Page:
Electioneering – The New York Times casts skepticism on revelations Monday that Ukrainian and Russian intelligence services have thwarted an assassination attempt on Vladimir Putin. “The report came less than a week before the Russian presidential election on Sunday, raising questions about the timing, in part because two suspects were arrested weeks ago,” it states.
India Paralyzed – IBNLive reports banking, transport and government services across India at a standstill Tuesday thanks to a broad trade unions strike. Their demands: “…an end to contract labor, amendment to [the] Minimum Wages Act, increase [in] the gratuity payout and compulsory registration of trade unions within 45 days,” according to the Times of India.
Luxurious Outposts – Foreign Policy takes a fascinating look at the Serena hotel chain, operated by the Aga Khan’s Fund for Economic Development, which has set up shop in some of the world’s most dangerous locations (Kabul, Quetta, Baghdad, etc.) “Welcome to the Serena Hotels, outposts of multi-star luxury in countries with zero-star conditions,” writes Michael Z. Wise.
Occupy London – The Occupy camp at St. Paul’s Cathedral was dismantled by police in the early hours of Tuesday morning after the High Court rejected the protesters appeal of the eviction, the BBC reports. Members vowed to regorganize at the group’s other location in London’s Finsbury Square. The “mostly peaceful” operation resulted in 20 arrests.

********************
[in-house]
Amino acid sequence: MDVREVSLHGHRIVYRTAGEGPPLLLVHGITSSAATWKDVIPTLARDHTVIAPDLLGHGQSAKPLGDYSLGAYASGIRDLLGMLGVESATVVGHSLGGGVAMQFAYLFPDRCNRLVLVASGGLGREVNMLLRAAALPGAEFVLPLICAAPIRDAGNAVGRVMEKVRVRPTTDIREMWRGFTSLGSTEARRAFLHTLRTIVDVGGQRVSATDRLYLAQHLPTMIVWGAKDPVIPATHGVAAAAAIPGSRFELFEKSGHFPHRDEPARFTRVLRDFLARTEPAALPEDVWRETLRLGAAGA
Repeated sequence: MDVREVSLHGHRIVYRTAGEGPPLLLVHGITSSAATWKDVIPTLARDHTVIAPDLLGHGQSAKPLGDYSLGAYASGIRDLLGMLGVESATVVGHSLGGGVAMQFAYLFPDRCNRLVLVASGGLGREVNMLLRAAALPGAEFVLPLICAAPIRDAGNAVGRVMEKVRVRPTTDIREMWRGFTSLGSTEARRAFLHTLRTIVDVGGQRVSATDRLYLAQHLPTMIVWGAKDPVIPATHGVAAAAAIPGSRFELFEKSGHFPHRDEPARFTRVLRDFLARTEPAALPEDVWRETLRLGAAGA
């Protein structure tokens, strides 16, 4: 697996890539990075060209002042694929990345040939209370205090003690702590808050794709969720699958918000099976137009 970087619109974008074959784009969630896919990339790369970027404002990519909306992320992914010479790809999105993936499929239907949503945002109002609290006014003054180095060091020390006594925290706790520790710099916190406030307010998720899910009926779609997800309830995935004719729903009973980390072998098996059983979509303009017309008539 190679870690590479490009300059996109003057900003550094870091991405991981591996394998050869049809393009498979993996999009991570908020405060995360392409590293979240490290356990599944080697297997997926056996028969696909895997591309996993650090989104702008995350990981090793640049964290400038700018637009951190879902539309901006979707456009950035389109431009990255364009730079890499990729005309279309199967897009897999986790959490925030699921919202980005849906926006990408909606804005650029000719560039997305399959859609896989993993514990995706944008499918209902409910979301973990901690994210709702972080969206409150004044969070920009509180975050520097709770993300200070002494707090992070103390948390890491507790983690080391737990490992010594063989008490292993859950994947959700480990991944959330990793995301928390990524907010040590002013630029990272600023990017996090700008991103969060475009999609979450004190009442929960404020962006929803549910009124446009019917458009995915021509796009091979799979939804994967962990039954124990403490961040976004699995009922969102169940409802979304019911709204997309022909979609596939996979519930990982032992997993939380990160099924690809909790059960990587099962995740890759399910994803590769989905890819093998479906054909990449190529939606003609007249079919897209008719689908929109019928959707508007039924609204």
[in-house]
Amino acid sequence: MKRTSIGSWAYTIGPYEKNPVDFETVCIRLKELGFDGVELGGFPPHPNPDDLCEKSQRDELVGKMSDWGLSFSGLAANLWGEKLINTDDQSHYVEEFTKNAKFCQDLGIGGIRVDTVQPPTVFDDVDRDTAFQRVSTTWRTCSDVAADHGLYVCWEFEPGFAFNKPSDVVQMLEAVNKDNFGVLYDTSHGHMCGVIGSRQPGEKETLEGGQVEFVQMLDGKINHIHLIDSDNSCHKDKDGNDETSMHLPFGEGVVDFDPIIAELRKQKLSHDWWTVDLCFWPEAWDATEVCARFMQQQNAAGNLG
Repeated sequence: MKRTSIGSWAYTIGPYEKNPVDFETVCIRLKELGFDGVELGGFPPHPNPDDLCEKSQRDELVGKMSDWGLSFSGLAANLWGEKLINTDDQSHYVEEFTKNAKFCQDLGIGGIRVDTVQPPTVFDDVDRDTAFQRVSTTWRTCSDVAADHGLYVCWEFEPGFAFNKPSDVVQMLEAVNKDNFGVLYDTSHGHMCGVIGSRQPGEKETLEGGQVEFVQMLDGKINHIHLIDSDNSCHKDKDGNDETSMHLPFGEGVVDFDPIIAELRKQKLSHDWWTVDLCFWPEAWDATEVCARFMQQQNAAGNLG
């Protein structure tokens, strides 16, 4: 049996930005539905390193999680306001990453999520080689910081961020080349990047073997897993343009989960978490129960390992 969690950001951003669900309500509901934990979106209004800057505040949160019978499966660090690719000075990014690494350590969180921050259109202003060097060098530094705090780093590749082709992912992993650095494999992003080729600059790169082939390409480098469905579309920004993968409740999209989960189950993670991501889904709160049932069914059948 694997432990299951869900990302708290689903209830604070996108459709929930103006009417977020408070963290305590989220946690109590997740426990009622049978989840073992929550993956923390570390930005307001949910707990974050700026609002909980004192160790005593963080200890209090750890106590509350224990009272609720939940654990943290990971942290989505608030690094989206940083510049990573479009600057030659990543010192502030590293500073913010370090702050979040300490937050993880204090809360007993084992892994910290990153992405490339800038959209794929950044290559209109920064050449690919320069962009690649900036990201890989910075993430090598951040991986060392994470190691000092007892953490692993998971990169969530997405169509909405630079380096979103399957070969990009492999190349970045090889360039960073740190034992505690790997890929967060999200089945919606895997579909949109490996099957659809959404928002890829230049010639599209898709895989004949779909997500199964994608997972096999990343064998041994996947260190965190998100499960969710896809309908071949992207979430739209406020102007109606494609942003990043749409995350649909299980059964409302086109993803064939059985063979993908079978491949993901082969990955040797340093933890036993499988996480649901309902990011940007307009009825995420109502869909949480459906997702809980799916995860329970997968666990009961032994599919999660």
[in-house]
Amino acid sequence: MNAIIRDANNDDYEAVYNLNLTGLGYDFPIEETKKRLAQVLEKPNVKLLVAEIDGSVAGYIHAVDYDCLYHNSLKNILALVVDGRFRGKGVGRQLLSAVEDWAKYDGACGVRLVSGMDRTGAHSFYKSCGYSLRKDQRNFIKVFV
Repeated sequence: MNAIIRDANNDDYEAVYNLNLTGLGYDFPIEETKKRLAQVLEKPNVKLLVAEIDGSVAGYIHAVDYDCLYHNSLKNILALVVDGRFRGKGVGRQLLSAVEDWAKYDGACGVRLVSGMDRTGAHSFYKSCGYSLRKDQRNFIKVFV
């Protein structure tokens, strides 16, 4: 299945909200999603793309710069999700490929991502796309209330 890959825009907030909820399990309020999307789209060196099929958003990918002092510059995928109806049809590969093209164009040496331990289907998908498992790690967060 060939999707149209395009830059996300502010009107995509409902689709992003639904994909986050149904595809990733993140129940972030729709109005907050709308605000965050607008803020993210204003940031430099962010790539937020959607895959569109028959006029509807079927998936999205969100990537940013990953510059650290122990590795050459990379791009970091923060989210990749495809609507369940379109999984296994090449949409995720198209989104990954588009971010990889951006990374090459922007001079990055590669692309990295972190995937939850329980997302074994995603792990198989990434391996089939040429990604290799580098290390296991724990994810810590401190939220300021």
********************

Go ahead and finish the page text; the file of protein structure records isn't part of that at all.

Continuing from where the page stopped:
National Ambition - Germany finds itself in a unique position during the euro zone crisis: in power. The Los Angeles Times looks at the complicated relationship between the country’s history and current role as a power player on the world stage. “Gone are the days when Germany was considered an economic giant but a political dwarf,” the newspaper writes. The New York Times wonders if Angela Merkel ’s grip on power is weakening, as the chancellor was able to get enough support to approve the Greek rescue package, but at her own political expense.
Crippled Costa – A second Costa Cruise ship is in peril. Six weeks after the Costa Concordia capsized off the coast of Italy, killing at least 25 people, a sister ship, the Costa Allegra, is adrift in the Indian Ocean following a fire in the engine room, the Daily Telegraph reports. The ship and its more than 1,000 passengers and crew onboard are being towed to the Seychelles but aren’t expected to reach the tiny resort island until Wednesday.